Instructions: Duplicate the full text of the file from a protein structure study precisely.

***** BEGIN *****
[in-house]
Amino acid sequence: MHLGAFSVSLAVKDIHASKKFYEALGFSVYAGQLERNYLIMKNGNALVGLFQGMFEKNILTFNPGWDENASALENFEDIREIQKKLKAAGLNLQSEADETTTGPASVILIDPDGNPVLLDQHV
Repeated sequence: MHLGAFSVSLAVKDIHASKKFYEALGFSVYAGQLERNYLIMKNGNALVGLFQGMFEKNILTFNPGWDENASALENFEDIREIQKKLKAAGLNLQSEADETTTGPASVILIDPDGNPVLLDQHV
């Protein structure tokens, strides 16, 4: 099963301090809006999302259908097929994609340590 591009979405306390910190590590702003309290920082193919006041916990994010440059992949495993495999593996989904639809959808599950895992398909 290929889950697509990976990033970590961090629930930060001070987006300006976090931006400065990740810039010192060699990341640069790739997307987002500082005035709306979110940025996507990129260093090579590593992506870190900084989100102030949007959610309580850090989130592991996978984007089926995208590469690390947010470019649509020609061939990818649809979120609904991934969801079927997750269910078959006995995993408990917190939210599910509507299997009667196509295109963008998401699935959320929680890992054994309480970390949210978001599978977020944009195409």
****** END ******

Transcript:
[in-house]
Amino acid sequence: MHLGAFSVSLAVKDIHASKKFYEALGFSVYAGQLERNYLIMKNGNALVGLFQGMFEKNILTFNPGWDENASALENFEDIREIQKKLKAAGLNLQSEADETTTGPASVILIDPDGNPVLLDQHV
Repeated sequence: MHLGAFSVSLAVKDIHASKKFYEALGFSVYAGQLERNYLIMKNGNALVGLFQGMFEKNILTFNPGWDENASALENFEDIREIQKKLKAAGLNLQSEADETTTGPASVILIDPDGNPVLLDQHV
């Protein structure tokens, strides 16, 4: 099963301090809006999302259908097929994609340590 591009979405306390910190590590702003309290920082193919006041916990994010440059992949495993495999593996989904639809959808599950895992398909 290929889950697509990976990033970590961090629930930060001070987006300006976090931006400065990740810039010192060699990341640069790739997307987002500082005035709306979110940025996507990129260093090579590593992506870190900084989100102030949007959610309580850090989130592991996978984007089926995208590469690390947010470019649509020609061939990818649809979120609904991934969801079927997750269910078959006995995993408990917190939210599910509507299997009667196509295109963008998401699935959320929680890992054994309480970390949210978001599978977020944009195409």